Launching the Campaign: The launch of the campaign strategically synched up with the release of the March 26 2006 Chicago Tribune Magazine, which featured Loyola’s spirited leader, President Michael J. Garanzini, SJ, and the university’s turnaround as the cover story.

Launching the campaign on the heels of this seven-page feature was key to getting the most talk value possible. With just under four million readers of the Sunday edition of the Chicago Tribune, Loyola would already be in the public eye, making it the ideal time for the team to target other media outlets and the general public with key campaign messaging, as their interest in the university would have already been piqued.

In tandem with the newspaper piece, Loyola also sent a strategically timed letter to more than 120,000 alumni alerting them to the magazine cover story and to the launch of the image campaign in order to generate excitement and talk value within the group.

In addition, several creative components such as T-shirts, magnets, postcards, buttons, and towels featuring image campaign taglines added to the integrated marketing effort. The “Loyola Street Team,” a guerilla marketing initiative, comprised of 50 undergraduate and graduate students helped distribute promotional items during launch week and at special events. An internal contest encouraging students, staff, faculty, and alumni to craft their own winning headlines was also launched. Over 300 submissions were received. The winning ad, along with the author’s name and class year, appeared in the Chicago Tribune and Chicago Sun-Times.

Budget: With a budget of less than $500,000, the small, internal team completed the research, concepting, design, and media buy to successfully launch the campaign in the desired timeframe. By performing all work in-house, University Marketing and Communications was able to save the university several hundred thousand dollars during the 2006 fiscal year.

Results: The impact of the branding program on this institution was incredible. An alumni survey sent to more than 17,000 individuals received more than 1,100 responses in less than 24 hours and included the following findings: 1) 62 percent had seen the ads; 2) 92 percent liked the ads; 3) 85 percent believe that ads enhance the reputation of the university; 4) 95 percent like to see Loyola ads in the marketplace.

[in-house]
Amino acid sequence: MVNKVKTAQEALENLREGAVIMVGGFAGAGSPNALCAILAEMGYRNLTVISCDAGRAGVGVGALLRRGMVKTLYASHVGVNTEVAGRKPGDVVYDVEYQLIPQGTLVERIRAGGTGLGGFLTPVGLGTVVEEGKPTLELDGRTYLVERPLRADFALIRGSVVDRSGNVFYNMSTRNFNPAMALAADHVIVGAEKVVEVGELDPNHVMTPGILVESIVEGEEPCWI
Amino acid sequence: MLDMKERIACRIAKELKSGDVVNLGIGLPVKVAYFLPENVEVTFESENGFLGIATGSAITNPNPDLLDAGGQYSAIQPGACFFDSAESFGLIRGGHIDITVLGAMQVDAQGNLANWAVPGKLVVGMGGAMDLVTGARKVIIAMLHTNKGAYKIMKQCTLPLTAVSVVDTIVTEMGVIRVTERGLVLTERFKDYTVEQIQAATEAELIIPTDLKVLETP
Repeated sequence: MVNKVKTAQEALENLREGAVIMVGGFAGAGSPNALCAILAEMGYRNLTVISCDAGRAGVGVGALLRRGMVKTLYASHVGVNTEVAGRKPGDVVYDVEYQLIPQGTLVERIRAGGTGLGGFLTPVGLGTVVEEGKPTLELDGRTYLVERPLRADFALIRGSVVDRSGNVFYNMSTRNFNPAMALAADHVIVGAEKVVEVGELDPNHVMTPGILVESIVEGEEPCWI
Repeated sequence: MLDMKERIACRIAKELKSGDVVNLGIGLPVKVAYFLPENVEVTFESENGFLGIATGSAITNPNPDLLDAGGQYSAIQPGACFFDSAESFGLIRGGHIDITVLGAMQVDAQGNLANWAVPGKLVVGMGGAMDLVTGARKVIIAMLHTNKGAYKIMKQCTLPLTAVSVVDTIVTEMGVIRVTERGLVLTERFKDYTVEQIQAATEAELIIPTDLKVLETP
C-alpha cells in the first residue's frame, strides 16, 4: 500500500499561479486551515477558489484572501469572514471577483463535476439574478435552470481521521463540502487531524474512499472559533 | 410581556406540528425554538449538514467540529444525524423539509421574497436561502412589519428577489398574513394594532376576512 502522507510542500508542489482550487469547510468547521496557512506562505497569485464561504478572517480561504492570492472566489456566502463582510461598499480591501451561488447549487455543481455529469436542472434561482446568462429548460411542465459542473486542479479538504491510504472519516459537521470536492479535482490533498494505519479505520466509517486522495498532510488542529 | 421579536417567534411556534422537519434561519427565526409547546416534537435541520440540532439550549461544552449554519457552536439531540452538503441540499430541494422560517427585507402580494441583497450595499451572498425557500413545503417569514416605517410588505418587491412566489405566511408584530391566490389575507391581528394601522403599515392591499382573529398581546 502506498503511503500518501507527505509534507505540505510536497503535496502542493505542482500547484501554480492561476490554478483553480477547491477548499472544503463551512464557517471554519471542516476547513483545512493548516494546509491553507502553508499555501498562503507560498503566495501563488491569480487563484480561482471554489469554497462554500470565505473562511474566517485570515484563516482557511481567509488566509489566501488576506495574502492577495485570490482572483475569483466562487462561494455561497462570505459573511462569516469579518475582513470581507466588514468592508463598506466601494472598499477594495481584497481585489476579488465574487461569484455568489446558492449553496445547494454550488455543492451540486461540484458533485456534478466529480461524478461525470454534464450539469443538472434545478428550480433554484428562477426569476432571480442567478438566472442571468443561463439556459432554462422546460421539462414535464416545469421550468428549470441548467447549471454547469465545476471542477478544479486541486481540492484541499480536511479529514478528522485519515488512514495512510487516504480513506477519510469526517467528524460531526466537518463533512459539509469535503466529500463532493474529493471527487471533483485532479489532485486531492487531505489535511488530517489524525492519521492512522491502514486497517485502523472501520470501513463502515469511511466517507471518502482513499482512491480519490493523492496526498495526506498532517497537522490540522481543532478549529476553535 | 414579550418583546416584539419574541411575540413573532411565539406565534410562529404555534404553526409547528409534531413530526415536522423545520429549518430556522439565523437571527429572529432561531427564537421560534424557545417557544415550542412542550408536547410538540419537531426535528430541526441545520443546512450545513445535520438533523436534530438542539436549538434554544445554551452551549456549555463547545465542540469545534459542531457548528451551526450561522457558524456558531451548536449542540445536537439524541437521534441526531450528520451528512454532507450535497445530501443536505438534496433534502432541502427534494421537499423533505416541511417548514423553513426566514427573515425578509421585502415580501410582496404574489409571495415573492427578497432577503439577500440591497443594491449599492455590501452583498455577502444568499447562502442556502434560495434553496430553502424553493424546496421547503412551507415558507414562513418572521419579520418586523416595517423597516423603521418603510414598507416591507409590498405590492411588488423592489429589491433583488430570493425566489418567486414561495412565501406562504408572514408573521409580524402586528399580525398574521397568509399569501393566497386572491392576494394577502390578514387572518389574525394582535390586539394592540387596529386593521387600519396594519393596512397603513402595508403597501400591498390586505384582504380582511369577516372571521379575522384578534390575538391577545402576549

The campaign helped contribute to record applications and undergraduate enrollment in the university, as well as a record year of giving by university donors. Individual schools, such as the Graduate School of Business, a focus for university marketing and communications, has exceeded its goals of applicants and admitted students for the first time in several quarters

We also are tracking growth on the university’s Web site, partially attributed to the campaign. We continue to receive public relations on the campaign. The latest was an article in the Chicago Tribune and on NBC-TV’s morning newscast about a new Loyola ad placed the day after the Chicago Bears Super Bowl loss. We also continue to hear from other schools complementing the campaign and asking us, “Who did it?”

Campaign Reactions: “I enjoyed the market(ing) materials you sent from Loyola. They are well done… clever, simple, powerful, and relevant!!!” Carolyn Woo, dean of Notre Dame’s Business College

“You have grabbed the essence, the crux of what education is all about; building character not just intellect. The great thing is that it will impact a wide scope of people… the students, staff, and alumni as well as prospective students. Surely St. Ignatius is smiling” Roger Frasser, Loyola Alum

“I love all of the values posters around the campus and most importantly what they stand for.” Cathleen Robertson, parent of university student

The Future of the Loyola Values Campaign: As the campaign approaches the one-year mark, the “Loyola Values” campaign continues to evolve and adapt with the ever-changing societal and higher education issues of the present day. The flexibility of messaging that extends the life of the campaign, with ether to comment on current events or holidays, or transition to pique the interest of a new audience. Such as, when Warren Buffett announced that he planned to give 85 percent of his $44 billion dollar fortune to the Bill and Melinda Gates Foundation, our team created the “Learn it. Earn it. Share it.” ad that appeared in the Chicago Tribune.